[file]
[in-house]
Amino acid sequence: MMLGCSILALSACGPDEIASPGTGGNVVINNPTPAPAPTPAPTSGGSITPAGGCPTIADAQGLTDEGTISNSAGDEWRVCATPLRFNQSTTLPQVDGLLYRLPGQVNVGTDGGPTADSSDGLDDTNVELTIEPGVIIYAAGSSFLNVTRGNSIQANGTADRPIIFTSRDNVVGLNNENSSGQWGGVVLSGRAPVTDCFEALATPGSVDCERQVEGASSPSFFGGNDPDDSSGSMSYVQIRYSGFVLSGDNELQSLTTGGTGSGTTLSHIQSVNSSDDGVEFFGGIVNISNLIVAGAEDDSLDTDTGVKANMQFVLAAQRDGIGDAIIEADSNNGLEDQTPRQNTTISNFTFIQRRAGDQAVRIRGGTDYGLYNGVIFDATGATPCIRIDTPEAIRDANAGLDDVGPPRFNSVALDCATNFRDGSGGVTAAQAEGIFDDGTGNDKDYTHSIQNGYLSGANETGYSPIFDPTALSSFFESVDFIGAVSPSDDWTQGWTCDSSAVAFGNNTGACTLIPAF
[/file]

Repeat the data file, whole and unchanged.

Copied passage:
[in-house]
Amino acid sequence: MMLGCSILALSACGPDEIASPGTGGNVVINNPTPAPAPTPAPTSGGSITPAGGCPTIADAQGLTDEGTISNSAGDEWRVCATPLRFNQSTTLPQVDGLLYRLPGQVNVGTDGGPTADSSDGLDDTNVELTIEPGVIIYAAGSSFLNVTRGNSIQANGTADRPIIFTSRDNVVGLNNENSSGQWGGVVLSGRAPVTDCFEALATPGSVDCERQVEGASSPSFFGGNDPDDSSGSMSYVQIRYSGFVLSGDNELQSLTTGGTGSGTTLSHIQSVNSSDDGVEFFGGIVNISNLIVAGAEDDSLDTDTGVKANMQFVLAAQRDGIGDAIIEADSNNGLEDQTPRQNTTISNFTFIQRRAGDQAVRIRGGTDYGLYNGVIFDATGATPCIRIDTPEAIRDANAGLDDVGPPRFNSVALDCATNFRDGSGGVTAAQAEGIFDDGTGNDKDYTHSIQNGYLSGANETGYSPIFDPTALSSFFESVDFIGAVSPSDDWTQGWTCDSSAVAFGNNTGACTLIPAF